Suh Gwang-Il’s training at the beginning of his 35 years at POSCO was nothing short of tough. On April 1, 1983, he joined the Cold Rolling Strength Maintenance Department and Suh still remembers one of his first assignments.
“Nowadays, all of the electrical instrumentation control facilities use a digital control system with Programmable Logic Controllers (PLC) or Distributed Control Systems (DCS). At that time, the Cold Rolling Maintenance manager gave me the task of drawing up each of the 25 A3 pages of the equipment control block diagram by memory, in a month. It seemed impossible, but I did it faster than anyone.”
The training paid off. In his third year, he quickly detected a disconnection in the winding part of a motor during a daily inspection of the cold rolling mill, preventing what could have been a catastrophic equipment accident.
“As a result, I found the same defect in 5 other motors and repaired them in advance. It was the first time I was commended for my work and since then, I immersed myself in my work because of the rewarding experience.”
Milestones in Suh’s Career
There was plenty more to be commended for after that as Suh became a crucial member of the cold rolling mill.
In 1995, Suh was in control of the rolling equipment brought in from Japan at the Pohang Cold Rolling Mill 1. “I had special orders to figure out how to work with the brand-new equipment without any difficulties as soon as possible. For that to happen, I knew I had to be able to communicate freely with the Japanese supervisor. I spent all my free time outside of working hours learning Japanese. Soon, I was able to converse with the supervisor without any trouble. Of course, I was able to operate the equipment faster and better than anyone else.”
His passion for achievement continued. Starting from 1997, he became a member of a new development Task Force Team (TFT) for the the Cold Rolling Mill 1. Together the team achieved a processing speed of 2,150 mpm which was the fastest among all the steel mills in the world at the time.
His next task was at Zhangjiagang Pohang Stainless Steel Co., Ltd., in China. It was the source of many problems for POSCO, starting with the vibrations coming from the payoff reel (POR) of the annealing and pickling lines. He tried stabilizing the base and frame, but the vibrations wouldn’t stop. He finally found the root of the problem: it was the oxygen that seeped into the hydraulic oil that caused the vibrations. Right away he installed an air vent and the vibrations stopped.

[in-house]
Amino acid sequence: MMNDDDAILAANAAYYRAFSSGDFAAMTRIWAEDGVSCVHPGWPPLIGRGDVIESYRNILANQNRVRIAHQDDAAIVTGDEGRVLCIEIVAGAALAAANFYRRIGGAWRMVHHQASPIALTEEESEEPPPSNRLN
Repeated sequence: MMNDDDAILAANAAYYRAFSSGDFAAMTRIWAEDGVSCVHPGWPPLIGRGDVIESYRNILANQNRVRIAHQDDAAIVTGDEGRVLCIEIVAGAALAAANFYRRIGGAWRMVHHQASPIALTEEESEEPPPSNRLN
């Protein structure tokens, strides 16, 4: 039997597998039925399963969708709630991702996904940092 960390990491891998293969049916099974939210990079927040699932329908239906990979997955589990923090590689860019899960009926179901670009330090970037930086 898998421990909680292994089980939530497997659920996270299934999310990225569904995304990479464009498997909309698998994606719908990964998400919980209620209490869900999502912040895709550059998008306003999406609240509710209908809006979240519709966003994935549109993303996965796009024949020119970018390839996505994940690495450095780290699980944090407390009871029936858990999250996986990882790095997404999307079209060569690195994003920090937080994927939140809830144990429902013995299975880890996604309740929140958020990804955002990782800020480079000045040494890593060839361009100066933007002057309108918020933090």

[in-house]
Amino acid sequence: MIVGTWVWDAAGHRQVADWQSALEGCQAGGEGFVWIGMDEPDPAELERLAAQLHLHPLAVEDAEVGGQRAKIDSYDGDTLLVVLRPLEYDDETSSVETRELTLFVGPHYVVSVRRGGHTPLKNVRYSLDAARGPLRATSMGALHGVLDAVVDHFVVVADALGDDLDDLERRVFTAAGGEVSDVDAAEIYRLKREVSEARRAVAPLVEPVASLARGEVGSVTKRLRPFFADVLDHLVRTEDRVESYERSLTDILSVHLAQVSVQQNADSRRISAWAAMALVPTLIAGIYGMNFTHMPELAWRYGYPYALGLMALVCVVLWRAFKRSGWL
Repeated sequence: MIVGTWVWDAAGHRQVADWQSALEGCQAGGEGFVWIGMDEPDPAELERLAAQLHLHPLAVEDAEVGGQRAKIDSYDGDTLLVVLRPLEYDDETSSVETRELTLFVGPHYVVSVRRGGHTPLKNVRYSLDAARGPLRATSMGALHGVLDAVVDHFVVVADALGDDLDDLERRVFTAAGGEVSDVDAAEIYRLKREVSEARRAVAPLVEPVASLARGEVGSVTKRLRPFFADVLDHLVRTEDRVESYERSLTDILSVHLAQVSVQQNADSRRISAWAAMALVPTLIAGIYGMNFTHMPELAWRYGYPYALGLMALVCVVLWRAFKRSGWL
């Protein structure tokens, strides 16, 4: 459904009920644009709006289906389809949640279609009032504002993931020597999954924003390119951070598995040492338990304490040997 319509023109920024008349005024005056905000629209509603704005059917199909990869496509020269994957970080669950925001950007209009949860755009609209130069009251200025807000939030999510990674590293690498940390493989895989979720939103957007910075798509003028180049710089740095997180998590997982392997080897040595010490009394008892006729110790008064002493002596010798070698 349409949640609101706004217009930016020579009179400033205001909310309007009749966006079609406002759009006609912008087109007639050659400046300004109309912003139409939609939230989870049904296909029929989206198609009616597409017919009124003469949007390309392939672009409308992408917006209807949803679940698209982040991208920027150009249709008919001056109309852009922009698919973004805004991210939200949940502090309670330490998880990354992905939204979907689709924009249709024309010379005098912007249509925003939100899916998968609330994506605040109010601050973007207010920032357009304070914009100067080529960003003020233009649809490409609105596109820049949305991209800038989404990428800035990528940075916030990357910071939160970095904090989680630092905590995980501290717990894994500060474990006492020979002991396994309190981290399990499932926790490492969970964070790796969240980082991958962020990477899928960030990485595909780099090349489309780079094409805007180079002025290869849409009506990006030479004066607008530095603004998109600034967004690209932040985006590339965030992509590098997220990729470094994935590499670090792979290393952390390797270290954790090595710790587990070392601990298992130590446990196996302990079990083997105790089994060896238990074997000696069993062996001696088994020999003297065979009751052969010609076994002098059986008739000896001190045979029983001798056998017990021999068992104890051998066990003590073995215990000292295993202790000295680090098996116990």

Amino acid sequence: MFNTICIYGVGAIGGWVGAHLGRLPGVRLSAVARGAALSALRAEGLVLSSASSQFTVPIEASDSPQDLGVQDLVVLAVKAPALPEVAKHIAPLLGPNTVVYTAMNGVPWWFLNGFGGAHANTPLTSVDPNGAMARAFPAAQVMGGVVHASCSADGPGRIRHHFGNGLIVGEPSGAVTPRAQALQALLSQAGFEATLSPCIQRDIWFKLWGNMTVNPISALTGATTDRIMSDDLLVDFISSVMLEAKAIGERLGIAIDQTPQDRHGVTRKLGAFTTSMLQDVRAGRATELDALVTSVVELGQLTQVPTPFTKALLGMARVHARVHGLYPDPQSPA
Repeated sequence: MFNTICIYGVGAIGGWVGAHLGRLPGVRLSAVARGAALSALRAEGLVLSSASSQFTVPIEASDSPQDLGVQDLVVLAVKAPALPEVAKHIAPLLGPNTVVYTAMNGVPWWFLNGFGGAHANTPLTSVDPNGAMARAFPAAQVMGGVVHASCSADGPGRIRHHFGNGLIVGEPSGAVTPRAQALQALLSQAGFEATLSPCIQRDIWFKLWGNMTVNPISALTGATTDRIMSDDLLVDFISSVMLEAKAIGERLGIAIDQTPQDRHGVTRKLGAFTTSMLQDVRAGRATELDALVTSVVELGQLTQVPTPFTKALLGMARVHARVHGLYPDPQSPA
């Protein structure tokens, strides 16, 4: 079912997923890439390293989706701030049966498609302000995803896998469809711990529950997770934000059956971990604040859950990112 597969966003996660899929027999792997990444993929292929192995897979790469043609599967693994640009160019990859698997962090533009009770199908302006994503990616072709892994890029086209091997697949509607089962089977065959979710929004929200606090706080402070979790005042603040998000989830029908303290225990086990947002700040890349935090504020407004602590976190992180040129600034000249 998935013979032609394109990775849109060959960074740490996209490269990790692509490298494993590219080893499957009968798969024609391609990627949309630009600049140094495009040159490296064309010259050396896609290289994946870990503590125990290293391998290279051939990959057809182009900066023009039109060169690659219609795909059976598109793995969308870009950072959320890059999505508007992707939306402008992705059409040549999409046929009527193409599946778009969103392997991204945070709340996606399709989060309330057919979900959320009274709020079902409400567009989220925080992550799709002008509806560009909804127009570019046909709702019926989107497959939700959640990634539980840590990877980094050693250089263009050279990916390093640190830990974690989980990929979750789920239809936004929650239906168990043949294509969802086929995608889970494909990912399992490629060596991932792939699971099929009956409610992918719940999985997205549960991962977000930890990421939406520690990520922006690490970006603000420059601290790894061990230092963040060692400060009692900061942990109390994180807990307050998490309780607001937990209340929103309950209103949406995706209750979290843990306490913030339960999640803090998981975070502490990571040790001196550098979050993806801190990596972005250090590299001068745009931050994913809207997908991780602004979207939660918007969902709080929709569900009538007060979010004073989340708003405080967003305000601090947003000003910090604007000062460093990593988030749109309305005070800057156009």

In 2001, Suh joined the Double Reversing Mill’s new line TFT and successfully completed the planning, design and installation construction of all the equipment. All that was left was the trial when they ran into issues. The Japanese supervisors couldn’t properly laminate the thinnest sheet of steel that was 0.05 millimeters as they insisted on using a roll gap to roll out the steel. Suh thought of a better way. He persuaded his team and supervisors to try combining the roll gap method with the stretch rolling method for better results. His idea was applied right away, to achieve the desired thickness.
Expertise in Cold Rolling
Suh’s numerous achievements coupled with his endless efforts to learn made him an expert in his field of cold rolling.
In 2006, Suh developed a technology called the Roll Force Mode to take care of plate breakage problems. From 2008 to 2009, Suh took successful steps to improve the welding machine for the annealing and pickling process. He achieved an error margin of less than 0.001 millimeters on all the welding equipment.
His latest achievement was in February of this year when his team completed the trial run of the cold rolling process 3 without any external support. The process of rolling Hyper NO had never been done before, so they had to try numerous times to find the most desirable settings for the equipment and the inputs. At the end of the demanding process, they were successful.
Working Philosophy/ Results
In 2011, Suh received the CEO’s Exemplary Award, and was named the Maintenance Man of the Year in 2013. When asked for his secret to success, he answered, “steady learning, deeply caring for the facilities and communicating with my colleagues. If I did not practice these three things, I would not be where I am today.”
Among his colleagues, Suh is known for his ability to identify different equipment and machinery by the sound it makes. It is this kind of practice, unending curiosity and genuine interest in his work that makes Suh Gwang-Il a true master.